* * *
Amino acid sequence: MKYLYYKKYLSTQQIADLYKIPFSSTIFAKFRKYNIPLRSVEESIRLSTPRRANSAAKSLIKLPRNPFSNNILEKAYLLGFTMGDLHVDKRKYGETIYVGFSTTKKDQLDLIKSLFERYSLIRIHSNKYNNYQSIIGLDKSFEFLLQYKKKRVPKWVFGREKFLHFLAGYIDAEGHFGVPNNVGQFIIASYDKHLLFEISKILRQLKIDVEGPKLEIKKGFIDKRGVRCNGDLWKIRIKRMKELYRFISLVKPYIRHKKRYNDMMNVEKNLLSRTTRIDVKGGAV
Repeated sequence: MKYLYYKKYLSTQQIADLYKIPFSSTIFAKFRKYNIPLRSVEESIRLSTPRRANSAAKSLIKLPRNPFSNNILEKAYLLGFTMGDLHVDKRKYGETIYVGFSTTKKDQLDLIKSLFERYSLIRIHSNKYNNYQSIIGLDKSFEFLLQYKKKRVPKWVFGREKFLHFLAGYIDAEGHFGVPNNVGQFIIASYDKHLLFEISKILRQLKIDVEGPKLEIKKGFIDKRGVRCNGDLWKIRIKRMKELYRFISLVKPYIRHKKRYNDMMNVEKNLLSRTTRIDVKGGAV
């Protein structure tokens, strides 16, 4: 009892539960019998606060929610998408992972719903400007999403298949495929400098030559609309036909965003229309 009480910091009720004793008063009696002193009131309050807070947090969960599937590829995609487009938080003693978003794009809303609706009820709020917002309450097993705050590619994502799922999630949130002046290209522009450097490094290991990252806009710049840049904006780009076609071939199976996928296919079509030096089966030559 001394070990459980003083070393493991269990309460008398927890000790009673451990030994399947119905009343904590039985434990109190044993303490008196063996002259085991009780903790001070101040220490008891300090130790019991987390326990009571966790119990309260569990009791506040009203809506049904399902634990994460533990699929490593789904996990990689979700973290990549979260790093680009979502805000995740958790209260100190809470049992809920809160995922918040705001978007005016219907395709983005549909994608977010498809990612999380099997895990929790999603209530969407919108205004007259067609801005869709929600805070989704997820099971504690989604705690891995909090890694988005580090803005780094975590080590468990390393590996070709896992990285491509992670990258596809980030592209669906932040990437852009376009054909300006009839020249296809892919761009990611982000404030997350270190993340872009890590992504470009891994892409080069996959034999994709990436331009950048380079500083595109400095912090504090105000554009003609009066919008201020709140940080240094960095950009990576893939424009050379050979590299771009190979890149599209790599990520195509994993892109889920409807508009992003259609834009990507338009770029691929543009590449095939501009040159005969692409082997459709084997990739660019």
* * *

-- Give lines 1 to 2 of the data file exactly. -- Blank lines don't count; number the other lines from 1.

Amino acid sequence: MKYLYYKKYLSTQQIADLYKIPFSSTIFAKFRKYNIPLRSVEESIRLSTPRRANSAAKSLIKLPRNPFSNNILEKAYLLGFTMGDLHVDKRKYGETIYVGFSTTKKDQLDLIKSLFERYSLIRIHSNKYNNYQSIIGLDKSFEFLLQYKKKRVPKWVFGREKFLHFLAGYIDAEGHFGVPNNVGQFIIASYDKHLLFEISKILRQLKIDVEGPKLEIKKGFIDKRGVRCNGDLWKIRIKRMKELYRFISLVKPYIRHKKRYNDMMNVEKNLLSRTTRIDVKGGAV
Repeated sequence: MKYLYYKKYLSTQQIADLYKIPFSSTIFAKFRKYNIPLRSVEESIRLSTPRRANSAAKSLIKLPRNPFSNNILEKAYLLGFTMGDLHVDKRKYGETIYVGFSTTKKDQLDLIKSLFERYSLIRIHSNKYNNYQSIIGLDKSFEFLLQYKKKRVPKWVFGREKFLHFLAGYIDAEGHFGVPNNVGQFIIASYDKHLLFEISKILRQLKIDVEGPKLEIKKGFIDKRGVRCNGDLWKIRIKRMKELYRFISLVKPYIRHKKRYNDMMNVEKNLLSRTTRIDVKGGAV